Through the special provisions of the Immigration and Nationality Act (INA), the USCIS can expedite the naturalization process for members currently in the US armed forces and also for members who were recently discharged. Spouses of members of the US armed forces may also qualify for expedited naturalization process. Certain spouses are also permitted to complete the naturalization process outside the US.
Unlike other naturalization applicants, a member of the US armed forces needs to meet only a few eligibility requirements. You should have a good moral character, and know the English language and US government and history (civics). Finally, you have to demonstrate attachment to the US by taking an Oath of Allegiance. You need not fulfill other naturalization requirements, which include satisfying the residence and physical presence in the US.
Your entire naturalization process, applications, interviews, and ceremonies will be conducted abroad. Note that if you got American citizenship through your military service but came away from the military due to reasons other than honorable conditions before completing five years of service, you may have your citizenship revoked. To qualify for naturalization, you should have served honorably in the US armed forces for at least one year. In addition, you should be a lawful permanent resident and file your application while still in the service or within six months of leaving.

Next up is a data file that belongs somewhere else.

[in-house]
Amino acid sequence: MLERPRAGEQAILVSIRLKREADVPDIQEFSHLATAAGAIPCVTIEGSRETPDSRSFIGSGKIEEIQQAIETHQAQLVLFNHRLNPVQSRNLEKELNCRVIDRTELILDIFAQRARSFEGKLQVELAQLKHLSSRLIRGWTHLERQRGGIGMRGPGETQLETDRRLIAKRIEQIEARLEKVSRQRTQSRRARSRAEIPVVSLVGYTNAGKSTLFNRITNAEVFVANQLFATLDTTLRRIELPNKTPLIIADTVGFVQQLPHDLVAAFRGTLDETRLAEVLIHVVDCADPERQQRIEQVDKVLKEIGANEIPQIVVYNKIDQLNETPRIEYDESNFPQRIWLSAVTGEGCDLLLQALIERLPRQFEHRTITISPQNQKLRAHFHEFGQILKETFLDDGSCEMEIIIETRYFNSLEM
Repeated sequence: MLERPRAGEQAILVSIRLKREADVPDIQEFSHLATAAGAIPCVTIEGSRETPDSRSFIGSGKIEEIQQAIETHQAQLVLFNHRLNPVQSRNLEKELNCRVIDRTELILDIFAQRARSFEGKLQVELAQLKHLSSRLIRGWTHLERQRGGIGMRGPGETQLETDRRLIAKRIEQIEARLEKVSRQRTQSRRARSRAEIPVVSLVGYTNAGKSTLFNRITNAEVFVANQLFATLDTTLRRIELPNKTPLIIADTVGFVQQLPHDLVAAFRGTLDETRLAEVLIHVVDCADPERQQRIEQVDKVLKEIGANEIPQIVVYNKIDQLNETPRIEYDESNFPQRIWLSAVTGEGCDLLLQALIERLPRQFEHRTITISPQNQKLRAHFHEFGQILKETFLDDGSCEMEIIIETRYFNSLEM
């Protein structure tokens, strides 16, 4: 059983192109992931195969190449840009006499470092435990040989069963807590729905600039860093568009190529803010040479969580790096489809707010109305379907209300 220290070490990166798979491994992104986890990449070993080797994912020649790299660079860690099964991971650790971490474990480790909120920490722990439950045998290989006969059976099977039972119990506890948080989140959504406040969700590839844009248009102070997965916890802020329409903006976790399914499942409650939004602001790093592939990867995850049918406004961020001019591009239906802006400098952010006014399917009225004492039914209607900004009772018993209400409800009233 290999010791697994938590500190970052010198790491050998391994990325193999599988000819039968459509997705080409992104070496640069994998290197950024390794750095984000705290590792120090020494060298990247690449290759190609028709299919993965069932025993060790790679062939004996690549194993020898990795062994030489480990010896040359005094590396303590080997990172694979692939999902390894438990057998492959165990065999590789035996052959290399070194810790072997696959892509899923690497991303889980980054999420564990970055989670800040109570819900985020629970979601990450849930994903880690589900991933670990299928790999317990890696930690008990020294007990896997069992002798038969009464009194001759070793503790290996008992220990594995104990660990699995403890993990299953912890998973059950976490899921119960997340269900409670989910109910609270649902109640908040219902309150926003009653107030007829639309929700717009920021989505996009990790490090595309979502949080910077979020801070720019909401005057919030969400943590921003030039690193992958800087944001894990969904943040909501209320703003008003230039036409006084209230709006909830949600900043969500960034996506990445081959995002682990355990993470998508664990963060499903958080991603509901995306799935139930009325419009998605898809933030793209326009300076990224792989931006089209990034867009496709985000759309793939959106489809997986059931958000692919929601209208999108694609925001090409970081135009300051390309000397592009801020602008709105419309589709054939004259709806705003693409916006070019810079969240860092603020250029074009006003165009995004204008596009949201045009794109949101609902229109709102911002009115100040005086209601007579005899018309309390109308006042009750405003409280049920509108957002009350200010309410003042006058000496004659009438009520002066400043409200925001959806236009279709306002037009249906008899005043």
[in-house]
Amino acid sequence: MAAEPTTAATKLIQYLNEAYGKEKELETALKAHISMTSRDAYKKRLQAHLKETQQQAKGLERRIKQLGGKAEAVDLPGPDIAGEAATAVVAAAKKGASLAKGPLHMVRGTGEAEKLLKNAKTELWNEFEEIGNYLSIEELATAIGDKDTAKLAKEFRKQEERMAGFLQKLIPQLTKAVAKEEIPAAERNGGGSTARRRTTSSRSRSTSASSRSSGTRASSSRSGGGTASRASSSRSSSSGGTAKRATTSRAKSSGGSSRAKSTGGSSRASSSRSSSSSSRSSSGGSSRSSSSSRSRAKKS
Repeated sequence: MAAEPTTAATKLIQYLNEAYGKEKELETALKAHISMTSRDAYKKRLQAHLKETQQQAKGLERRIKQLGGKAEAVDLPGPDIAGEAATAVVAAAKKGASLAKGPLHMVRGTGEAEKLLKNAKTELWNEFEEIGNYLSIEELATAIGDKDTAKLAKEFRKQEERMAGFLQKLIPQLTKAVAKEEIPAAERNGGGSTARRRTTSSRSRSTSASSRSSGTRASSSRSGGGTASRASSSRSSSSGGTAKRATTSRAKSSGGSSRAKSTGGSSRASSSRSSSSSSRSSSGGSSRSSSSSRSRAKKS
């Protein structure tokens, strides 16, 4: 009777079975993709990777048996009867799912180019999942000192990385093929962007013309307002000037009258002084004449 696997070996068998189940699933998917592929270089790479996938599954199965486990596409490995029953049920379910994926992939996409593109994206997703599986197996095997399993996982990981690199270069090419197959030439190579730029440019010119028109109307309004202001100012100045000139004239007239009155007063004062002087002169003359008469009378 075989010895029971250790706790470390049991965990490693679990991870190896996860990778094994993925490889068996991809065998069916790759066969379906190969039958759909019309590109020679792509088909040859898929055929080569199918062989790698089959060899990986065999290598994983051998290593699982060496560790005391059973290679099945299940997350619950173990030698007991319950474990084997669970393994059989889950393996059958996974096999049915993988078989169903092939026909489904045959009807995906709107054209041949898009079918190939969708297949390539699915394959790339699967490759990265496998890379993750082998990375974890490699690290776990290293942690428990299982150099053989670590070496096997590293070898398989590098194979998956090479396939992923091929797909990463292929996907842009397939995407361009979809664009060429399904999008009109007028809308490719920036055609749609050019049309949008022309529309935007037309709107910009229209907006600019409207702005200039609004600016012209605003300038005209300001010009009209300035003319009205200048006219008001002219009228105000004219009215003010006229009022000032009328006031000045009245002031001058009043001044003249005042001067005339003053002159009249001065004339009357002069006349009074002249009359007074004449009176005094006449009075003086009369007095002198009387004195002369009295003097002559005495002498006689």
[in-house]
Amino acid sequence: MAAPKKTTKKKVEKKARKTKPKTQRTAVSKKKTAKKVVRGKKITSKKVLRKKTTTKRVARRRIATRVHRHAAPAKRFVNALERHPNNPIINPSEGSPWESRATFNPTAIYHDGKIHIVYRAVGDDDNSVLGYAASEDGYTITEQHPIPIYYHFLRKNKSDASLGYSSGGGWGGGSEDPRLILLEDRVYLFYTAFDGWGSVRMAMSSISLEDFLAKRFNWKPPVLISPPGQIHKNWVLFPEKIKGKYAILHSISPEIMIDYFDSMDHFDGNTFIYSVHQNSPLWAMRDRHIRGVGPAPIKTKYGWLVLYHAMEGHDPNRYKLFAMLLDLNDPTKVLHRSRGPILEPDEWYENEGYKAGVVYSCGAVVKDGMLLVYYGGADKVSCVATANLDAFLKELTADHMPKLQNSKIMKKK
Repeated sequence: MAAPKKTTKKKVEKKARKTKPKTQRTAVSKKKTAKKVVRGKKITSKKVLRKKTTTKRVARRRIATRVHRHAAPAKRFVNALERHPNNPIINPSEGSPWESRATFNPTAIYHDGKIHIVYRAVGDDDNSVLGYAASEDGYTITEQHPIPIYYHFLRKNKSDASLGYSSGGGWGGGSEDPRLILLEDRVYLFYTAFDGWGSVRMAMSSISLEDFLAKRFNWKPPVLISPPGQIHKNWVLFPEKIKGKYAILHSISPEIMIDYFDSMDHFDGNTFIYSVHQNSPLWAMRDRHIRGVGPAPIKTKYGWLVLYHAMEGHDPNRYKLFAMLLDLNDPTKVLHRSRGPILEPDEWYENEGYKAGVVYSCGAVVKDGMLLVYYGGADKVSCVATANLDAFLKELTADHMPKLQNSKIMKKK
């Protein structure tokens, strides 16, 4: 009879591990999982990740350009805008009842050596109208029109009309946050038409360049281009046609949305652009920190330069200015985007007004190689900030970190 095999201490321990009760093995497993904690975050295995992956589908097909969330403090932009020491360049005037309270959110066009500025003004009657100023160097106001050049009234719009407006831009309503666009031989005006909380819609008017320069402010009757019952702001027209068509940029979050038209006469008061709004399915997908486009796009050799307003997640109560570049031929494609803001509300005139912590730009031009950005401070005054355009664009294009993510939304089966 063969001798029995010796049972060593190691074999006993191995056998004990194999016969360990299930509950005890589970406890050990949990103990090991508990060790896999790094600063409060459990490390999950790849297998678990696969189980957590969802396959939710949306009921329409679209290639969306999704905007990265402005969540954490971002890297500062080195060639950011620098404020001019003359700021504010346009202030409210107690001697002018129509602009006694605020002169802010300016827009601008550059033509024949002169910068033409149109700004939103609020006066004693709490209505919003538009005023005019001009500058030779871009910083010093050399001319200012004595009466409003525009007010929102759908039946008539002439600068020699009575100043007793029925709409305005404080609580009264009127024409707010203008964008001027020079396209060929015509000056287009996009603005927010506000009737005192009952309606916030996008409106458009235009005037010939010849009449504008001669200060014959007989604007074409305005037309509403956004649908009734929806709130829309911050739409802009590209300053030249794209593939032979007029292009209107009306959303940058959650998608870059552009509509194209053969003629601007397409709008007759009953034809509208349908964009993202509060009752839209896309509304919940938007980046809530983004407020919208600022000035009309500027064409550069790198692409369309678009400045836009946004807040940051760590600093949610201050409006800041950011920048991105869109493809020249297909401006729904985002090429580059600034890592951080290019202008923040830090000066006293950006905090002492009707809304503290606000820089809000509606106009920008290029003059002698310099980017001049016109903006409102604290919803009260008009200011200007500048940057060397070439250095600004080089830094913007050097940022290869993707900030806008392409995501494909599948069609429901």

An executive order was signed by the president and it authorized all noncitizens who served honorably in the US armed forces on or after Sept. 11, 2001, to file for citizenship immediately. Other veterans of some designated wars and conflicts in the past are also included.
All military installations have a particular point of contact to help the military members in filing their application package. Form N-400, Application for Naturalization, and Form N-426, Request for Certification of Military or Naval Service have to be filed. There is no filing fee for military personnel. Note that the military has to certify Form N-426 before sending it to the USCIS. If you are not with the military at present, you can an uncertified Form N-426 along with DD Form 214. You can send the completed application package to the specialized military naturalization unit at the USCIS Nebraska Service Center for expedited processing.
You can get help from the USCIS customer service specialists. You can either contact the toll-free telephone help line 1-877-CIS-4MIL (1-877-247-4645) or send an email to the military customer service specialist at: firstname.lastname@example.org.
Posthumous citizenship is granted to certain members of the US armed forces. If a US armed forces member who served honorably during a particular period of hostility and subsequently died due to injury or disease incurred during that period may receive posthumous citizenship. In this case, the next-of-kin should apply for posthumous citizenship within two years of the person’s death.